Alexander, a junior in high school, has a solid workload from her classes and enjoys texting with her classmates and keeping up with friends on facebook. She has to write a three-page paper about some current event that is due tomorrow. Even though the assignment was given much earlier, somehow the urgency of this paper did not come to her attention until this afternoon. When she updated her facebook page, she noticed one of her “friends” shared a web site that has some well-written, excellent quality articles available to download free. After dinner and taking a little longer than usual on the Internet, she finally got down to doing her homework. She could do the math and history questions in less than a half hour, but she just didn’t have a clue on what current event she could write about. So out of curiosity, she checked the web site, and to her amazement there was an article about the oil spill that was the right length. Who would know if she downloaded it and made a couple changes? Alexander has to decide what she will do.
Ryan, an associate at a retail store, has been given a monthly cleaning project in his department area. It takes extra work and effort to move the products around and complete the dusting, sweeping, and mopping. Even after completing the assignment, there is not much noticeable improvement and rarely do the customers even notice. Plus, chances are that his manager wouldn’t even know if it wasn’t done this time. The store is large and there are many distractions and customer interruptions that could take his time and would serve as an excuse for the project not being done. Ryan has to choose whether to go to the extra bother to do it this week or take the easy way out.
Susan, who has two small children, works an 8 to 5 shift as a medical assistant at Children’s Hospital. After picking up the youngsters at the daycare she begins preparations for dinner. She knows that Melissa and Jamie would benefit from some one-on-one time and has even checked out a book from the library that she could read out loud to Melissa, the four-year-old, and that Jamie, the two-year-old, would be happy to sit with them. However, it would be easier to just sit the kids down in front of the television and take some “me time” with the magazine she picked up at the grocery store yesterday. Which will she do?
Apparently everybody does it. The high bar has been dramatically dropped many times. Business executives bilk the system for millions, or athletes indulge in steroids to beat the competition, and students in college cheat on a regular basis to get higher grades (around 75% of them according to Gallop surveys). Not to mention the politicians who decide which way to vote on a measure by the amount of money or influence that is used to persuade them. The integrity of many people is quickly cast aside for the immediate payoff.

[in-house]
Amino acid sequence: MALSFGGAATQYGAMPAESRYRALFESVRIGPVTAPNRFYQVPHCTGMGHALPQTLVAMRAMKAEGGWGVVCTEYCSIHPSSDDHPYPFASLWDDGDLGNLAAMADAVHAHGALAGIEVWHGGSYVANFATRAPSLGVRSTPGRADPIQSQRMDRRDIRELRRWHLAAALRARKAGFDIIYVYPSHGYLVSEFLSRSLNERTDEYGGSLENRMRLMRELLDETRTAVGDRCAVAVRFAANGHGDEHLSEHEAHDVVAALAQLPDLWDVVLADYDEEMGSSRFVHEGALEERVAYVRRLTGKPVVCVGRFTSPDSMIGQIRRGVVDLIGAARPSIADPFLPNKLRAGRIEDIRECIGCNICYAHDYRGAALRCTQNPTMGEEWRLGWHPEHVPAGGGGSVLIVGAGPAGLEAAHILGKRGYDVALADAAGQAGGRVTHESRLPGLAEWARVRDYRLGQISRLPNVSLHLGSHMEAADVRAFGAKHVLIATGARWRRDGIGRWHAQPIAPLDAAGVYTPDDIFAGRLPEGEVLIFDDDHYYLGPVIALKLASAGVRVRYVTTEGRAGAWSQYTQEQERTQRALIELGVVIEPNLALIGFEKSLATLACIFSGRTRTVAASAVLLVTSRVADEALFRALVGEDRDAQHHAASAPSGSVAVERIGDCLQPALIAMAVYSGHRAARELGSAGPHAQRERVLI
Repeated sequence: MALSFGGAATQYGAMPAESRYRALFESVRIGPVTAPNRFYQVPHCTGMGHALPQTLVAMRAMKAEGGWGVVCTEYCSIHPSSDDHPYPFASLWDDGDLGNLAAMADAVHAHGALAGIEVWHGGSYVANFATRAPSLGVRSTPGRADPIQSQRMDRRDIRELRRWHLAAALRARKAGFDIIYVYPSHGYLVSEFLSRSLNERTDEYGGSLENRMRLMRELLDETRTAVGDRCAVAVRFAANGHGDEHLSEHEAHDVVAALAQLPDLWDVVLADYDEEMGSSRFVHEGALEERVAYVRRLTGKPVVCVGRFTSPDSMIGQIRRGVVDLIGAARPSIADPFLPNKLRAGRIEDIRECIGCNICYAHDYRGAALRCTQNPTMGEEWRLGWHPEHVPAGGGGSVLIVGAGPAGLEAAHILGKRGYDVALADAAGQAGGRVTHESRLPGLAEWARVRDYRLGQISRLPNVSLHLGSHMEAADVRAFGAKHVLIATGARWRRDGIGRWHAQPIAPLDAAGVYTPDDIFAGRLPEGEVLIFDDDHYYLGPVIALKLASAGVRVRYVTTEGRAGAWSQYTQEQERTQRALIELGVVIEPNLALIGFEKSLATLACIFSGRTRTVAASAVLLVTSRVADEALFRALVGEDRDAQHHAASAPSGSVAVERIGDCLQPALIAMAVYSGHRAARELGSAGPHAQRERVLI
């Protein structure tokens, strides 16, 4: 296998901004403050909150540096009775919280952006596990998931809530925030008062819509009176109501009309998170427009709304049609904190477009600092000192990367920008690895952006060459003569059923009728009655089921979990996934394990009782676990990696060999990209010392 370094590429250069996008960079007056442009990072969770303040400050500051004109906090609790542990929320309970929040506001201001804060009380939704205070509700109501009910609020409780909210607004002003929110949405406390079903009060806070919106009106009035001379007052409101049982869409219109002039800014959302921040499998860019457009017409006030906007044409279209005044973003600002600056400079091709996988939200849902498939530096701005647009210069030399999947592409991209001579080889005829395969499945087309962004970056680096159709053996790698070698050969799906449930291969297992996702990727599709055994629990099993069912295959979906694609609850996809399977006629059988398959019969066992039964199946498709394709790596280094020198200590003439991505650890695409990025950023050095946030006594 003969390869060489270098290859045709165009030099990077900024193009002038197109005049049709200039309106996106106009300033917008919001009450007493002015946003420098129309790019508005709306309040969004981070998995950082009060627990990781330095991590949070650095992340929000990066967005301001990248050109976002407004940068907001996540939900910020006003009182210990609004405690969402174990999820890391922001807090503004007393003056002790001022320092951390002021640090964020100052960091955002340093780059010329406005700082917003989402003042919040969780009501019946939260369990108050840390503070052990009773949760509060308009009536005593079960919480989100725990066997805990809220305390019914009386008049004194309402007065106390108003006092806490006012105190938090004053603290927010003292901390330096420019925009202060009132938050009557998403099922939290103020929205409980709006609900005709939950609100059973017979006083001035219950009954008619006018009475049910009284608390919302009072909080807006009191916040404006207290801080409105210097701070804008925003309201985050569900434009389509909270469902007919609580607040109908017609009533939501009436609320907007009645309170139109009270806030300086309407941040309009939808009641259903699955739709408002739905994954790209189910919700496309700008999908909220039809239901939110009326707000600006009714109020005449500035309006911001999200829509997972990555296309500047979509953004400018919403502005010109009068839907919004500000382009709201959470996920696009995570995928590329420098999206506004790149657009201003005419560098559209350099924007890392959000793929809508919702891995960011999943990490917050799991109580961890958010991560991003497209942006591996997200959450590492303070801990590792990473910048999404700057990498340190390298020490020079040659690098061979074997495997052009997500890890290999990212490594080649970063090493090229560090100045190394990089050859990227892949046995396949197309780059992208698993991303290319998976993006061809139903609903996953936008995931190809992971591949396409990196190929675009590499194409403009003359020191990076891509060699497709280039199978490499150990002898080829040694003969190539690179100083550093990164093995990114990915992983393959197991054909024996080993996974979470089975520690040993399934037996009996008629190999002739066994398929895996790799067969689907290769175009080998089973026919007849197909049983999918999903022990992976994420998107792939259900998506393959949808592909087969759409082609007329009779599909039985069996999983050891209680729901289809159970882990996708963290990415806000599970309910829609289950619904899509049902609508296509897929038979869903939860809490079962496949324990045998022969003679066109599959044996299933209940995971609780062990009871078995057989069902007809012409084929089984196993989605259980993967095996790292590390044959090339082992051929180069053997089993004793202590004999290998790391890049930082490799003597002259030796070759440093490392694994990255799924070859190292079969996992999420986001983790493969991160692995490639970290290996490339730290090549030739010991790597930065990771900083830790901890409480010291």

However, since the Word of God is a mirror rather than a window, this question can be brought closer to home. It is not always the other guy. We like to live in our dream world and act as if everything we think and the way we do things is beyond reproach. Yet our own ways of dealing with situations, justifying various wants (as needs), and making choices may also be based on immediate personal rewards rather than the truth or principles that we know are right, truthful, and have more eternal significance.
Each of us generally contends that we are a good person, but what is the standard of comparison? The more we commit to maintain high standards of truth and integrity, the more we discover just how sold out our flesh is to having its own way. Paul shares his struggle with the flesh in Romans 7 concluding with the comment, “who can deliver me from this body of death?” Yet there is hope because the next line is “Thanks be to our Lord Jesus Christ…” Furthermore, in Ephesians 2:1-4, God, who is rich in mercy, delivers us from being a slave to the desires of body and mind. Naturally with any of the promises of God, the essential provision is for “whosoever will,” meaning for each person that chooses to receive the promise and then proceeds to obey the condition.
How do we choose to walk in freedom from the desires of the mind and body? The key is keeping our eye single or focused on something better. Without a vision the people perish or as some translations state, without a vision the people cast off restraint. God told Joshua that the way to prosper and walk in God’s blessings was to keep the word of the law in front of his eyes and on his lips. The word of God contains the vision and hope. It is up to us to let it become what we earnestly desire and the goal we think about reaching each day. Jesus states in John 8, “if you continue in My word you will know the truth and the truth will set you free,” or in John 15, “if you abide in Me and my words abide in you,” you will bear much fruit.
The point is simply this: everybody wants a bowl of porridge (satisfying the immediate appetite or pleasure) over holding on to the things that really matter. Unless we deliberately choose to hear His Word and desire to please Him by obeying it on a daily basis, we will by default follow our selfish ways and take the easy way out too. Each of us needs His help if we are going to live above the desires of the flesh. So let’s start every day by asking God to help us keep His thoughts in our minds and hearts, and then have the motivation to do the things that make a difference forever.